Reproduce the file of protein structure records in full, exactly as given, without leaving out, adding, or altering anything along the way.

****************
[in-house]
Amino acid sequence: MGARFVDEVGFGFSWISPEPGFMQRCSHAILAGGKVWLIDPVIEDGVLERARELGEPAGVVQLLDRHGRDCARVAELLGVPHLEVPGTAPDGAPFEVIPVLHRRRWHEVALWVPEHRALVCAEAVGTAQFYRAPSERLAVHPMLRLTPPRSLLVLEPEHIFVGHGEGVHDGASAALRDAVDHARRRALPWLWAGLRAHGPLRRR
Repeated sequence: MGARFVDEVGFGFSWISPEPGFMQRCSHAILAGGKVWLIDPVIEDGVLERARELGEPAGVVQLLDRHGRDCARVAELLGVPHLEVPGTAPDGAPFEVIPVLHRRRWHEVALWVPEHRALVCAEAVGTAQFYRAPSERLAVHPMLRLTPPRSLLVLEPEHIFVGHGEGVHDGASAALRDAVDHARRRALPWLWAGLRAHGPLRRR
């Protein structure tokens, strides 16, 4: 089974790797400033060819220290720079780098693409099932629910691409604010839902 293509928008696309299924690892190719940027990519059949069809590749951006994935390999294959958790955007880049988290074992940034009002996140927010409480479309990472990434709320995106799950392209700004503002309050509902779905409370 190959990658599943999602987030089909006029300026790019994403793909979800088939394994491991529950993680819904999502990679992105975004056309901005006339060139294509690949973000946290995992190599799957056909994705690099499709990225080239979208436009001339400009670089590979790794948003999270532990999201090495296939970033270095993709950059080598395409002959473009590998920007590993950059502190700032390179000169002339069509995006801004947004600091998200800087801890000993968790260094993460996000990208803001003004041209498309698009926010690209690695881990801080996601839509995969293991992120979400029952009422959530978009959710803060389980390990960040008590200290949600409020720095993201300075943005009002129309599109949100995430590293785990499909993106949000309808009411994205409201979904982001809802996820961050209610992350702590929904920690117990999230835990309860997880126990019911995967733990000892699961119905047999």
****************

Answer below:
[in-house]
Amino acid sequence: MGARFVDEVGFGFSWISPEPGFMQRCSHAILAGGKVWLIDPVIEDGVLERARELGEPAGVVQLLDRHGRDCARVAELLGVPHLEVPGTAPDGAPFEVIPVLHRRRWHEVALWVPEHRALVCAEAVGTAQFYRAPSERLAVHPMLRLTPPRSLLVLEPEHIFVGHGEGVHDGASAALRDAVDHARRRALPWLWAGLRAHGPLRRR
Repeated sequence: MGARFVDEVGFGFSWISPEPGFMQRCSHAILAGGKVWLIDPVIEDGVLERARELGEPAGVVQLLDRHGRDCARVAELLGVPHLEVPGTAPDGAPFEVIPVLHRRRWHEVALWVPEHRALVCAEAVGTAQFYRAPSERLAVHPMLRLTPPRSLLVLEPEHIFVGHGEGVHDGASAALRDAVDHARRRALPWLWAGLRAHGPLRRR
């Protein structure tokens, strides 16, 4: 089974790797400033060819220290720079780098693409099932629910691409604010839902 293509928008696309299924690892190719940027990519059949069809590749951006994935390999294959958790955007880049988290074992940034009002996140927010409480479309990472990434709320995106799950392209700004503002309050509902779905409370 190959990658599943999602987030089909006029300026790019994403793909979800088939394994491991529950993680819904999502990679992105975004056309901005006339060139294509690949973000946290995992190599799957056909994705690099499709990225080239979208436009001339400009670089590979790794948003999270532990999201090495296939970033270095993709950059080598395409002959473009590998920007590993950059502190700032390179000169002339069509995006801004947004600091998200800087801890000993968790260094993460996000990208803001003004041209498309698009926010690209690695881990801080996601839509995969293991992120979400029952009422959530978009959710803060389980390990960040008590200290949600409020720095993201300075943005009002129309599109949100995430590293785990499909993106949000309808009411994205409201979904982001809802996820961050209610992350702590929904920690117990999230835990309860997880126990019911995967733990000892699961119905047999």